- "Target's gutsy decision to make its stores the centerpiece of its fulfillment system has turned out to be a brilliant move," CNBC's Jim Cramer says.
- "They've figured out to beat all their opponents, from Walmart to Amazon to everyone inside and outside the mall," the "Mad Money" host says.
- Target's Shipt service could turn out to be a better bargain than Amazon Prime, he says.
Target's nascent delivery service and small-format stores have produced results "nothing short of astounding," CNBC's Jim Cramer said.
The "Mad Money" host applauded CEO Brian Cornell and Target leadership after the company's fiscal first-quarter report, released Wednesday morning.
Same-store sales grew 4.8% and digital sales surged 42% during the three-month period ended May 4. Target was able to boost traffic during a time when many retailers blamed unfavorable weather for weaker sales, Cramer said.
The retail giant's investments in both same-day distribution and smaller store sizes are showing signs of success.
Last year Target acquired personal shopping and delivery service Shipt for $550 million. Customers can order and receive their items within hours from 1,500 locations across 250 markets, Cramer said. Curbside pickup is also available at 1,250 shops.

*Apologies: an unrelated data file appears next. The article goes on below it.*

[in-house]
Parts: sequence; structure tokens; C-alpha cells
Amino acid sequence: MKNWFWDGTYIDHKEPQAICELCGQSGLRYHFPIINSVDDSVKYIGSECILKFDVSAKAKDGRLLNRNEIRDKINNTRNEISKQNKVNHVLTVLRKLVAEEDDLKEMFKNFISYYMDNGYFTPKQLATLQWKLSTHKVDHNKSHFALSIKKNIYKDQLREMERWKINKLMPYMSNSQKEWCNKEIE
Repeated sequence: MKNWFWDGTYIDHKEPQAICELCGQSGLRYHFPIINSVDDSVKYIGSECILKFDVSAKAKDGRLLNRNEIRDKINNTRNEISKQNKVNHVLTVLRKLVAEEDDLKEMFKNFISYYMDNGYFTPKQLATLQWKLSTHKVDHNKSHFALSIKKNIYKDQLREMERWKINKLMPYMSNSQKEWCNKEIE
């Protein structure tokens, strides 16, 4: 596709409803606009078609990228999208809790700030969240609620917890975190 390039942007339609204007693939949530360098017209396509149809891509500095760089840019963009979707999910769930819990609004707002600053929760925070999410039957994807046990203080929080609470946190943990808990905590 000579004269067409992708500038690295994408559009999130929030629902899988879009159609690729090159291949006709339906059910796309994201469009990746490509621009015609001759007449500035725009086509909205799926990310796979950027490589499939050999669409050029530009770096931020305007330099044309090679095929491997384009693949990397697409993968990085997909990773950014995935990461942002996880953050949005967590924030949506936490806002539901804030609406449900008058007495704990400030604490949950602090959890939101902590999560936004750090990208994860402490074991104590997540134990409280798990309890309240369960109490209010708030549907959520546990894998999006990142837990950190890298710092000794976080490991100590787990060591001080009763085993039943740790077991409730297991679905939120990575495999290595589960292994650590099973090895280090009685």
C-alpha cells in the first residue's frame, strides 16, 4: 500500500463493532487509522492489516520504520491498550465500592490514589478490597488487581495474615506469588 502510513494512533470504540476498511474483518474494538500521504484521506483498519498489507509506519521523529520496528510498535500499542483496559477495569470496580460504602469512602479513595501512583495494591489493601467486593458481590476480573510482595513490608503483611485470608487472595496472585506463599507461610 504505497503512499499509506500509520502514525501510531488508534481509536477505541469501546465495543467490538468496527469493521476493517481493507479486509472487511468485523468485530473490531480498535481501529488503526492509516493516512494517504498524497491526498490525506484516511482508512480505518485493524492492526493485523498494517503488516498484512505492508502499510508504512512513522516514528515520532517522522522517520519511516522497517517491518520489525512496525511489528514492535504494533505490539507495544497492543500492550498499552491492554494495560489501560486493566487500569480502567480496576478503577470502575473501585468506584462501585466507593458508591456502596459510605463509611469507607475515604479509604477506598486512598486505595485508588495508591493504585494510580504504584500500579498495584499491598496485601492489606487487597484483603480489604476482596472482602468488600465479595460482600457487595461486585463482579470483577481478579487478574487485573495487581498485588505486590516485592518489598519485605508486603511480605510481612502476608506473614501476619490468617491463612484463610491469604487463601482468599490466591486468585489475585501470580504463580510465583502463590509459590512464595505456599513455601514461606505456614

Half of Target's online sales during the quarter were through same-day channels — both Shipt delivery or curbside pickup, the host said. That's up from 28% during the same period the year prior.
"Shipt is a subscription service that costs $99 a year. You know, it's a lot like Amazon Prime, but you know what I could argue it's cheaper and better," Cramer said. "Target's gutsy decision to make its stores the centerpiece of the fulfillment system — a lot of people questioned that one — brilliant move."
Target also began scaling its small-store model in 2018 to reach customers in urban regions and draw young shoppers into its buildings. The big-box chain has plans to open 130 of these brick-and-mortar establishments — usually about 40,000 square feet compared to its traditional 100,000-plus-square-foot stores — by the end of 2019.
The move has made Target "fun" to visit, Cramer said.
"Whenever I go somewhere new, I always hope I'll run into a Target, especially that small-format one," he said.
Amazon Go's cashierless store model is "a terrific novelty, quite intimidating by the way, but I much prefer going into the Targets to see what they have that I might not be looking for."
On the company's Wednesday morning earnings call, CEO Cornell told shareholders the company made "bold changes" in past years that "explicitly focused on taking a different path than our competition," as most retailers downsize their footprints.
He later told analysts that "you're seeing the emergence of winners who have been investing in their business, that are adapting to this new omni-channel environment."
Cramer said it's no surprise that the stock surged 7.78% during the session.
Target estimates fiscal second-quarter comparable sales growth will land in the low- to mid-single digit range. The company is projecting adjusted earnings per share in the range of $1.52 to $1.72. The company projects full-year EPS between $5.75 and $6.05.
Disclosure: Cramer's charitable trust owns shares of Amazon.